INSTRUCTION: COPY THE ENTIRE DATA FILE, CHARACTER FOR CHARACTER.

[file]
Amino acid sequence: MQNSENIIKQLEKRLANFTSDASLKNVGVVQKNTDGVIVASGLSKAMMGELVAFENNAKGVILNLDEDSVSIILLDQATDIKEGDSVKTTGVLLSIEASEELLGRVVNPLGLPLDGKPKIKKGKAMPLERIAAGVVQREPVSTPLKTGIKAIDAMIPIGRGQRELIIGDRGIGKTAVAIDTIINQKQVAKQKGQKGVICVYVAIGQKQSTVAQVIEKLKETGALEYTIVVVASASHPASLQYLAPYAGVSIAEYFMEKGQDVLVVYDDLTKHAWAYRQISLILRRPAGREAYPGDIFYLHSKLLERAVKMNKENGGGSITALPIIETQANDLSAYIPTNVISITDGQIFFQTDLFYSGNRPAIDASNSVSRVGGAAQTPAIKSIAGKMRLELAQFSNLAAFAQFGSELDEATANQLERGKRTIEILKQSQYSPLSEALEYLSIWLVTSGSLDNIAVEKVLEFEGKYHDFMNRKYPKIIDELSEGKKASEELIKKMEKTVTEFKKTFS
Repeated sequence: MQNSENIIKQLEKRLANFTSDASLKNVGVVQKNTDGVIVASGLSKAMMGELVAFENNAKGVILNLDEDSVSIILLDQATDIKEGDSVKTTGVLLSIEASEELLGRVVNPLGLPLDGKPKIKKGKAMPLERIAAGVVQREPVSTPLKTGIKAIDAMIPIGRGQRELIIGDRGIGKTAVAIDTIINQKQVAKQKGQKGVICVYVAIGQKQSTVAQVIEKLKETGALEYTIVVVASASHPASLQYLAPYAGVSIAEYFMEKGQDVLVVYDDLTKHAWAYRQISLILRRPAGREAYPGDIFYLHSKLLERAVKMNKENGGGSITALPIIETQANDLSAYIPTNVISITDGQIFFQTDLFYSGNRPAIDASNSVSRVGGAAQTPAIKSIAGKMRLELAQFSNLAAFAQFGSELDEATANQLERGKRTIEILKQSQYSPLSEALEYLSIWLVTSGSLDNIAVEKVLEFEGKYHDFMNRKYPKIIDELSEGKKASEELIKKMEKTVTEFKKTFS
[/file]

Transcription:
Amino acid sequence: MQNSENIIKQLEKRLANFTSDASLKNVGVVQKNTDGVIVASGLSKAMMGELVAFENNAKGVILNLDEDSVSIILLDQATDIKEGDSVKTTGVLLSIEASEELLGRVVNPLGLPLDGKPKIKKGKAMPLERIAAGVVQREPVSTPLKTGIKAIDAMIPIGRGQRELIIGDRGIGKTAVAIDTIINQKQVAKQKGQKGVICVYVAIGQKQSTVAQVIEKLKETGALEYTIVVVASASHPASLQYLAPYAGVSIAEYFMEKGQDVLVVYDDLTKHAWAYRQISLILRRPAGREAYPGDIFYLHSKLLERAVKMNKENGGGSITALPIIETQANDLSAYIPTNVISITDGQIFFQTDLFYSGNRPAIDASNSVSRVGGAAQTPAIKSIAGKMRLELAQFSNLAAFAQFGSELDEATANQLERGKRTIEILKQSQYSPLSEALEYLSIWLVTSGSLDNIAVEKVLEFEGKYHDFMNRKYPKIIDELSEGKKASEELIKKMEKTVTEFKKTFS
Repeated sequence: MQNSENIIKQLEKRLANFTSDASLKNVGVVQKNTDGVIVASGLSKAMMGELVAFENNAKGVILNLDEDSVSIILLDQATDIKEGDSVKTTGVLLSIEASEELLGRVVNPLGLPLDGKPKIKKGKAMPLERIAAGVVQREPVSTPLKTGIKAIDAMIPIGRGQRELIIGDRGIGKTAVAIDTIINQKQVAKQKGQKGVICVYVAIGQKQSTVAQVIEKLKETGALEYTIVVVASASHPASLQYLAPYAGVSIAEYFMEKGQDVLVVYDDLTKHAWAYRQISLILRRPAGREAYPGDIFYLHSKLLERAVKMNKENGGGSITALPIIETQANDLSAYIPTNVISITDGQIFFQTDLFYSGNRPAIDASNSVSRVGGAAQTPAIKSIAGKMRLELAQFSNLAAFAQFGSELDEATANQLERGKRTIEILKQSQYSPLSEALEYLSIWLVTSGSLDNIAVEKVLEFEGKYHDFMNRKYPKIIDELSEGKKASEELIKKMEKTVTEFKKTFS